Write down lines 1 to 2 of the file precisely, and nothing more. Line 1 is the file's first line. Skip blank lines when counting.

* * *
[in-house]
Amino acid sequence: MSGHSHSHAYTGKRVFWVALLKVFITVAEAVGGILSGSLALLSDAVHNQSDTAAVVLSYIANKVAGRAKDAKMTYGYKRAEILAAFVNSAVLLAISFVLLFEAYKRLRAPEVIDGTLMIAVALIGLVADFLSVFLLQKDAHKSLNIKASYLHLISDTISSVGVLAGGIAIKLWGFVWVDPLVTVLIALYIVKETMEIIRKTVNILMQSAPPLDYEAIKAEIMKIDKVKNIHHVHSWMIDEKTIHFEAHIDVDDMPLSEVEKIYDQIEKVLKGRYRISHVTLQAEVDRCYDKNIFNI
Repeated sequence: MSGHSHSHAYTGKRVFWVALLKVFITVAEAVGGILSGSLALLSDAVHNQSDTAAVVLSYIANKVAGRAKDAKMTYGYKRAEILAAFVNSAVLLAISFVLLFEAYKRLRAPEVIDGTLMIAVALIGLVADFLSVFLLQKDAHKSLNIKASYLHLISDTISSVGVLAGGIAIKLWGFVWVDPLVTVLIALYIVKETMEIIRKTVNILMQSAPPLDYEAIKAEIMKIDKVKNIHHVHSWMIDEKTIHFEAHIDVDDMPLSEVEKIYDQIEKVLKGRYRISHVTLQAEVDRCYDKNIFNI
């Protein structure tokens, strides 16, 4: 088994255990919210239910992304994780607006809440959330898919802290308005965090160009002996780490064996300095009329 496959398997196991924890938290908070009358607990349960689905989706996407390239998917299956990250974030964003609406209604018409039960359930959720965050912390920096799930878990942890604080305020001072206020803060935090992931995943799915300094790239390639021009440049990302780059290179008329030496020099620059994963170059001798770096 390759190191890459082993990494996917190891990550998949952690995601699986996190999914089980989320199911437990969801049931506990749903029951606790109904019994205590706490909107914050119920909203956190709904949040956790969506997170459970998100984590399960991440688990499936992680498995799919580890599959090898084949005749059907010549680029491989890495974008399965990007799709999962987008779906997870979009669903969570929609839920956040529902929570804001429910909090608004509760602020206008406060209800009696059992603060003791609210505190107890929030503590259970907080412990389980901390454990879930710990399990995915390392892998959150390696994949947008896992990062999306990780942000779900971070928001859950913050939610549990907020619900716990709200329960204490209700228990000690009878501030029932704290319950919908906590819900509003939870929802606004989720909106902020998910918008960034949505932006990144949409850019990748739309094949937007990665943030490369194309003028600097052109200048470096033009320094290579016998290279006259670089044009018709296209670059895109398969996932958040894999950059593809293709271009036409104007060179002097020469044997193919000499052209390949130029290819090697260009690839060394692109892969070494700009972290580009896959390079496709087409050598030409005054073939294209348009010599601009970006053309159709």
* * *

[in-house]
Amino acid sequence: MSGHSHSHAYTGKRVFWVALLKVFITVAEAVGGILSGSLALLSDAVHNQSDTAAVVLSYIANKVAGRAKDAKMTYGYKRAEILAAFVNSAVLLAISFVLLFEAYKRLRAPEVIDGTLMIAVALIGLVADFLSVFLLQKDAHKSLNIKASYLHLISDTISSVGVLAGGIAIKLWGFVWVDPLVTVLIALYIVKETMEIIRKTVNILMQSAPPLDYEAIKAEIMKIDKVKNIHHVHSWMIDEKTIHFEAHIDVDDMPLSEVEKIYDQIEKVLKGRYRISHVTLQAEVDRCYDKNIFNI